Medication Monitoring for Vulnerable Populations via Information Technology (MMITI) - 2010
Target Population: Adults, Chronic Care*, Diabetes, Heart Disease, Lung Disease
Summary: The Institute of Medicine report, Preventing Medication Errors, offered some of the first broad insights into the risk of medication errors in ambulatory settings. Quality lapses and errors related to medications are some of the most prevalent risks across all care settings, and morbidity due to these errors is costly. Medication monitoring is the least-well understood phase of medication use as it pertains to quality and safety, especially in the ambulatory setting. Available data highlights significant potential for patient safety improvement by increasing rates of medication therapeutic monitoring. It is not known how to best identify patients in need of medication therapeutic monitoring in the ambulatory setting, but the use of electronic health records (EHRs) is promising. It is also not known, given the lack of national guidelines on laboratory monitoring, if providers fully understand how to link the process of therapeutic monitoring to differences in patient outcomes.
The overall goal of this project was a practice-based, cross-sectional demonstration of the ability of interoperable health information exchange and a Certification Commission for Health Information Technology-certified EHR to provide useful quality and safety measures for the vulnerable populations served by two Baltimore Medical System (BMS) Community Health Center (CHC) clinics. The quality and safety measures evaluated were developed for ambulatory care by the National Committee for Quality Assurance, supported by the National Quality Forum, and focused on safety monitoring for chronic medications commonly used by patients with heart disease and diabetes mellitus. The project’s intervention included a monitoring bulletin provided to physicians every 2 months to inform them of patients who required therapeutic monitoring tests for one or more of the quality measures. The project also evaluated the relationship between contextual factors (teamwork and safety climate at BMS) and provider assessments of EHR quality and safety data as useful and actionable, and whether deployment of EHR quality and safety measurement efforts improved clinics’ teamwork and safety climate.
An automated query that used the BMS EHR to find eligible patients for the measures was developed. Data to fulfill the measures were collected by a newly-developed, bidirectional interface and patient laboratory history back-loading capability between Johns Hopkins’ Pathology Data Systems Department and the BMS EHRs.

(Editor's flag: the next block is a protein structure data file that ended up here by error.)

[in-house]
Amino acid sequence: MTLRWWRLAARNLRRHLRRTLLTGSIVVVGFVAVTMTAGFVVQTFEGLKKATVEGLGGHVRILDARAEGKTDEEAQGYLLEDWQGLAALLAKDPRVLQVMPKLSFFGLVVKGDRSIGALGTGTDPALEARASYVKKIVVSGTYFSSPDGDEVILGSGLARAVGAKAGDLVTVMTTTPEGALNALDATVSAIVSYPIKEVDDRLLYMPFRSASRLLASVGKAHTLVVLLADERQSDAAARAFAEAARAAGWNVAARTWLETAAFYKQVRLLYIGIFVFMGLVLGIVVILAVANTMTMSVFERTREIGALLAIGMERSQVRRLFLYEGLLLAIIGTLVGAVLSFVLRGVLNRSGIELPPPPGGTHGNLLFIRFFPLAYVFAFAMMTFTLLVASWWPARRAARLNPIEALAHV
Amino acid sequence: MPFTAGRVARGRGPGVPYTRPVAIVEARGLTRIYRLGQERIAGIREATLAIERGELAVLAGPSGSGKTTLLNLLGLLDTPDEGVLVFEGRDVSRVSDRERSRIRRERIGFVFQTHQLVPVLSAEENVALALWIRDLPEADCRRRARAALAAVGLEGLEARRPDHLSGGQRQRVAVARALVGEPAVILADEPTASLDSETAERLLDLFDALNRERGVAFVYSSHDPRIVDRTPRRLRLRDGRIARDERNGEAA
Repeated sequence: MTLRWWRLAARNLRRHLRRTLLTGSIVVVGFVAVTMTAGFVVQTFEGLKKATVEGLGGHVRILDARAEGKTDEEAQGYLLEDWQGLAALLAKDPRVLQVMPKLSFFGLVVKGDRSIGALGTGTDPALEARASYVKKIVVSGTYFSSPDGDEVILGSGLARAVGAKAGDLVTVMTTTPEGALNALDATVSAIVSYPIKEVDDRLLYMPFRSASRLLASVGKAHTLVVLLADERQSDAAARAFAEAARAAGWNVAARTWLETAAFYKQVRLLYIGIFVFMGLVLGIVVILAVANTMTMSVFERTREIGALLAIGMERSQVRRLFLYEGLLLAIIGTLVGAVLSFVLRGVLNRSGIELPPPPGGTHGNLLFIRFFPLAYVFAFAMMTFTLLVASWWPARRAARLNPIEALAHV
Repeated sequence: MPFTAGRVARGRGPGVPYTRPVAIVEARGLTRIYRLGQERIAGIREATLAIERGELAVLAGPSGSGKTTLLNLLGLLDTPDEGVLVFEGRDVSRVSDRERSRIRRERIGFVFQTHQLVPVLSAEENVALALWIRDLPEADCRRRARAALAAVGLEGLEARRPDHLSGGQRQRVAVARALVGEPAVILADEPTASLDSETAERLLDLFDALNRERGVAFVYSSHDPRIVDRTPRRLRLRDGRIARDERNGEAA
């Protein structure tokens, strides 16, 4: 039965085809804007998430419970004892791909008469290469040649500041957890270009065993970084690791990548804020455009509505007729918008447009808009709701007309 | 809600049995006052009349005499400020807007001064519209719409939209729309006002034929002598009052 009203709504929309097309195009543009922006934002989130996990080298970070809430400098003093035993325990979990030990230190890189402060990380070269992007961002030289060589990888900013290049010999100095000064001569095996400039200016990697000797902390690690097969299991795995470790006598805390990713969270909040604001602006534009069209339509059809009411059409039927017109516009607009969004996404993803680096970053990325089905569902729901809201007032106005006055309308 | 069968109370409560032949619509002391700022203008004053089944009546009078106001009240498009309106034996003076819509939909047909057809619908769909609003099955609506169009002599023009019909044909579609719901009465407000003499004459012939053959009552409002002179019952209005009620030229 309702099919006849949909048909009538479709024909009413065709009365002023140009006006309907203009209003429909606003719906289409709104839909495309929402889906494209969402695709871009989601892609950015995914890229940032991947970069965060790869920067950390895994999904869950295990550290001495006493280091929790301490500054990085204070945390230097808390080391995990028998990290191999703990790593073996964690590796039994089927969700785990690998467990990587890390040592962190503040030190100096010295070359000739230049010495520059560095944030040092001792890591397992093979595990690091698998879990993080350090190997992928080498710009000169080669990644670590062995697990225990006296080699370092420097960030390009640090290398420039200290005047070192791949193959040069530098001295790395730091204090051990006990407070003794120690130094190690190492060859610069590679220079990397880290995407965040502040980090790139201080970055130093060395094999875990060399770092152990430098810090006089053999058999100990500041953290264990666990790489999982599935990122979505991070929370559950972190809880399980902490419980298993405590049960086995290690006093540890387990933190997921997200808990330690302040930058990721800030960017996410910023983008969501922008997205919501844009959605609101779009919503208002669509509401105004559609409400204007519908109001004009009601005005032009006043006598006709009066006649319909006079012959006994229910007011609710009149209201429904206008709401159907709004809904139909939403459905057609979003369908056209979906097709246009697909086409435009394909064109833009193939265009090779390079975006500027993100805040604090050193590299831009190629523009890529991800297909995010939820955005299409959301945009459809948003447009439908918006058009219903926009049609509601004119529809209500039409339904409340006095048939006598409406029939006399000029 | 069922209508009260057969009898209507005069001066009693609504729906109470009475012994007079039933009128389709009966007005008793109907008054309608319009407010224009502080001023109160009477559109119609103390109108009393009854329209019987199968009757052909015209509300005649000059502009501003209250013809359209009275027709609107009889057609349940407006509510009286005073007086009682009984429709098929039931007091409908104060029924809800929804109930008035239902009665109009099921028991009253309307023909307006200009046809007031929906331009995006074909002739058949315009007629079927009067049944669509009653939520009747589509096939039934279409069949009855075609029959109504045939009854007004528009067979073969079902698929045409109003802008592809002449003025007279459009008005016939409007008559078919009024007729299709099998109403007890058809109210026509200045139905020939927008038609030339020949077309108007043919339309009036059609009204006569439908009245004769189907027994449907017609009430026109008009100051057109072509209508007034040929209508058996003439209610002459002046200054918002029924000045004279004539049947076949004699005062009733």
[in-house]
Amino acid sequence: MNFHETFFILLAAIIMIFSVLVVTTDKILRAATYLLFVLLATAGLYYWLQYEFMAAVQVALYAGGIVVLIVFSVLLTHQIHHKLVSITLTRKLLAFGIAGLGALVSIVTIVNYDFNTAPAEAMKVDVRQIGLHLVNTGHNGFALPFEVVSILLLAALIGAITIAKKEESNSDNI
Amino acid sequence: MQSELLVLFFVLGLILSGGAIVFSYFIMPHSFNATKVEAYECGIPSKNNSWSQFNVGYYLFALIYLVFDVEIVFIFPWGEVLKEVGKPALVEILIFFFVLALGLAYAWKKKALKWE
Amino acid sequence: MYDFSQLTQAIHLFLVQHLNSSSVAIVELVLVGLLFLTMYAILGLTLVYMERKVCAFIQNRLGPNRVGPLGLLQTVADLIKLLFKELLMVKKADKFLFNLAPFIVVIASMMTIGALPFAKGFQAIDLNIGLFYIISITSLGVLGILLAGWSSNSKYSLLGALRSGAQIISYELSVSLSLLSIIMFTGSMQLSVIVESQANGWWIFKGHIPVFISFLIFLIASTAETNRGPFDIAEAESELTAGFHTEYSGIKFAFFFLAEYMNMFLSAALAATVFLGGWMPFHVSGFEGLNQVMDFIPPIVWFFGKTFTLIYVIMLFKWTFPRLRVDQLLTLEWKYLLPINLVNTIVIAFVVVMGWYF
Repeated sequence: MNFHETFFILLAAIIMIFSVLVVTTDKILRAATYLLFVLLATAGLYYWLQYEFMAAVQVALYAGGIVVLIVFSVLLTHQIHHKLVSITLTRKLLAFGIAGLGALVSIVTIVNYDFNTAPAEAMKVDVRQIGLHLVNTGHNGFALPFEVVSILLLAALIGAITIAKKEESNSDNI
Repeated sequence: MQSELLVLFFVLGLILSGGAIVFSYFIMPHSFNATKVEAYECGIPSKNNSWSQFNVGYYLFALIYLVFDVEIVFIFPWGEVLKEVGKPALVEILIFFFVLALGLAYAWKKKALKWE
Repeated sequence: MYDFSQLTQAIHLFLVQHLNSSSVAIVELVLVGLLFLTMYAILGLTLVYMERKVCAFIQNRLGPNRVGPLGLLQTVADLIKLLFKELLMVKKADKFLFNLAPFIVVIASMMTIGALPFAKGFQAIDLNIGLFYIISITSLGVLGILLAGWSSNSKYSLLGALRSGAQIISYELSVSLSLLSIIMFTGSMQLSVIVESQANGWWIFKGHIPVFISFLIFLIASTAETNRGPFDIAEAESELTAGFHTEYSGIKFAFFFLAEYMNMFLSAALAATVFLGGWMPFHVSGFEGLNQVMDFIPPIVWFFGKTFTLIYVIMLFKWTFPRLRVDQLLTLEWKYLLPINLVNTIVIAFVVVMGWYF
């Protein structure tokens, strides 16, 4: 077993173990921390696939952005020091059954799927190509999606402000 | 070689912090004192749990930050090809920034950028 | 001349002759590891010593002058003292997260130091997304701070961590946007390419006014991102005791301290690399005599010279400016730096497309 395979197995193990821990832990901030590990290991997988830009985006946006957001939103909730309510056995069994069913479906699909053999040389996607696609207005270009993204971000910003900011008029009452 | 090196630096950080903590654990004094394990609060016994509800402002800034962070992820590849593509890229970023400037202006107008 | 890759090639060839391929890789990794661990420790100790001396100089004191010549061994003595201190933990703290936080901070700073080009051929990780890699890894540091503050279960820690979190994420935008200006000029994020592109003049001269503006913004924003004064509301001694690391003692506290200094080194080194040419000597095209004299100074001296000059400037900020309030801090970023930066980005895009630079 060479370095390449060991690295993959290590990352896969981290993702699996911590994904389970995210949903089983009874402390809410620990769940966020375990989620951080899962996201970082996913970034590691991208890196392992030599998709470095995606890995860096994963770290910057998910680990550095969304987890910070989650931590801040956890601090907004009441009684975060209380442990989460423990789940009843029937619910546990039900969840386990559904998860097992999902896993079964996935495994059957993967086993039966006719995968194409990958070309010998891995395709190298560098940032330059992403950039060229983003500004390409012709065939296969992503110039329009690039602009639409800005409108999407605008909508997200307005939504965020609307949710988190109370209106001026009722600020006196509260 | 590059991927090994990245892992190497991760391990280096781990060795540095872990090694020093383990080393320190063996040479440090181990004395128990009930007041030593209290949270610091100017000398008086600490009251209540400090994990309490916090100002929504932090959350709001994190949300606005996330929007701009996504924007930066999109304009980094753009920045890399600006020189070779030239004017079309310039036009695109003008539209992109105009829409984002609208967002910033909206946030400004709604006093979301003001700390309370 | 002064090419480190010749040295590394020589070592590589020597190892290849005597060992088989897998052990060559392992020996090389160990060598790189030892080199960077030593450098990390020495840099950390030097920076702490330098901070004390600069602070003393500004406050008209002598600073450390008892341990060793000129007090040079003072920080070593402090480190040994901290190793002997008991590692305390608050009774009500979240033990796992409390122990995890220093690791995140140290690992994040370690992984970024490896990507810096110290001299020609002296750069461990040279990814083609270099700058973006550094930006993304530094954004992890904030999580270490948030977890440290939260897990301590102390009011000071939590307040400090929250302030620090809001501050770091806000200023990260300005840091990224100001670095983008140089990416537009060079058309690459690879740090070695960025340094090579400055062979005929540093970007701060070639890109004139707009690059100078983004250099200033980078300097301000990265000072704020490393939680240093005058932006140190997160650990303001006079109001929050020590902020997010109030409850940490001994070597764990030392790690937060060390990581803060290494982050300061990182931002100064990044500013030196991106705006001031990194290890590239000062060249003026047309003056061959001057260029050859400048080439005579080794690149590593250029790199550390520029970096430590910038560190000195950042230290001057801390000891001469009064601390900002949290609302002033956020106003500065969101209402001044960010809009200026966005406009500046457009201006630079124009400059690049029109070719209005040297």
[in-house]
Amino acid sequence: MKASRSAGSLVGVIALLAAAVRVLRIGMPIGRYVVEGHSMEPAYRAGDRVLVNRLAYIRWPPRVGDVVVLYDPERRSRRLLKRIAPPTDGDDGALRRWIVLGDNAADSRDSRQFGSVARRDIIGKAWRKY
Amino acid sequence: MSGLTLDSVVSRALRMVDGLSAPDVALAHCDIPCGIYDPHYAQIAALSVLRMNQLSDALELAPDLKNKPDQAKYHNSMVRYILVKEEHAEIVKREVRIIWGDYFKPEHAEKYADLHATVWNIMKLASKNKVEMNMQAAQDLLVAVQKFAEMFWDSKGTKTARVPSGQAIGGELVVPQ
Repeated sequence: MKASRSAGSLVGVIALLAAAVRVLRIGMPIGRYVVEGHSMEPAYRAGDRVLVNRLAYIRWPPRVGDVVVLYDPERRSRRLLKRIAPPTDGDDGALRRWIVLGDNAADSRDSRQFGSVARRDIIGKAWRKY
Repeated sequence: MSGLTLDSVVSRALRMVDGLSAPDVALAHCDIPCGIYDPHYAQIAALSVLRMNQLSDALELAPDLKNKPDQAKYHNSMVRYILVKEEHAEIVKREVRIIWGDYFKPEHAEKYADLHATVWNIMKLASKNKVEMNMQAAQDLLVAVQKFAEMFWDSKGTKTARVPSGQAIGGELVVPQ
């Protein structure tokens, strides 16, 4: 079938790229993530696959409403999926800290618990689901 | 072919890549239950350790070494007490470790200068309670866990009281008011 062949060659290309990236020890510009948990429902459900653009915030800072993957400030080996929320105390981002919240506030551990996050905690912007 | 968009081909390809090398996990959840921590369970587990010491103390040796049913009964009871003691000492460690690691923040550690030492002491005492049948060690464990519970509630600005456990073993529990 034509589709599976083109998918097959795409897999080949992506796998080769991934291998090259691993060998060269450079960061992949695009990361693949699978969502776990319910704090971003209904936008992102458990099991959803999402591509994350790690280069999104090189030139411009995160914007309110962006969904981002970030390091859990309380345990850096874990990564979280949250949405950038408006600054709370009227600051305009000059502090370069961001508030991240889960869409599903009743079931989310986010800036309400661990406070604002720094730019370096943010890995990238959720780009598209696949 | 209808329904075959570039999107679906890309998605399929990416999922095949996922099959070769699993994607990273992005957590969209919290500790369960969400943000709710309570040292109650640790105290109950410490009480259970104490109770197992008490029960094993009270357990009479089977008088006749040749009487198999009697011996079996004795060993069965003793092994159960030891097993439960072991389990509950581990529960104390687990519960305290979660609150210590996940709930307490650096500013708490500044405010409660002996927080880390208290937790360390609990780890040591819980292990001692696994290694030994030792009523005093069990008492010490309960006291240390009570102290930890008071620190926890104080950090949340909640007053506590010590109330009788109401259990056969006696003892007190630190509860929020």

- Develop and implement accurate quality and safety measures using EHRs that focus on medication monitoring for vulnerable BMS CHC populations. Explore factors that influence accuracy of EHR-derived measures. (Achieved)
- Develop and implement EHR-based quality and safety measures of medication monitoring for vulnerable BMS CHC populations that are useful to clinicians and senior leaders. (Achieved)
- Develop and implement EHR-based quality and safety measures of medication monitoring for vulnerable BMS CHC populations that impact patient outcomes. (Achieved)
- Evaluate the relationship between contextual factors (teamwork and safety climate at BMS) and provider assessments of EHR quality and safety data as useful and actionable, and evaluate whether deployment of these measurement efforts will improve teamwork and safety climate at CHC. (Achieved)
2010 Activities: The primary project activities for this period included analysis of qualitative and quantitative data and the preparation of manuscripts.
Grantee’s Most Recent Self-Reported Quarterly Status (as of August 2010): The project was completed and all major aims achieved.
Preliminary Impact and Findings: The project found that automatic queries of EHRs to identify patients eligible for quality measures are feasible and potentially far superior to manual reviews of EHR data. Complex eligibility rules for quality measures may limit the usefulness of human EHR reviewers. The instrument that measures providers’ feelings about the usefulness of the feedback bulletin may be able to measure provider responses to other quality improvement or practice management interventions. However, the instrument needs to be tested in larger samples.
The study was not able to delineate the reasons why a subset of patients does not reliably receive timely medication monitoring, but there are likely many reasons, including patient-, provider-, and system-related factors. Patient-related factors may include aversion to needle sticks, cost, or logistical barriers. Patients also may not perceive chronic medication use as risky, or assume that they would seek care if and when they developed toxicity symptoms. Provider-related factors may include a lack of awareness that medication monitoring is indicated, or skepticism about the value of medication monitoring. System-related factors may include technological inadequacies that make identification of patients in need of screening difficult or impossible. Many clinical settings do not have a fully-integrated pharmacy, laboratory, or clinical data system, which are prerequisites for approaching medication monitoring in an effective way.
Safety culture was assessed in these clinics and the staff reported that the results accurately represented their views of what it is like to work in the clinics. This study did not corroborate findings from earlier studies, which indicated that interventions to improve care quality are associated with improvements in safety culture.
Strategic Goal: Develop and disseminate health IT evidence and evidence-based tools to improve health care decisionmaking through the use of integrated data and knowledge management.
Business Goal: Synthesis and Dissemination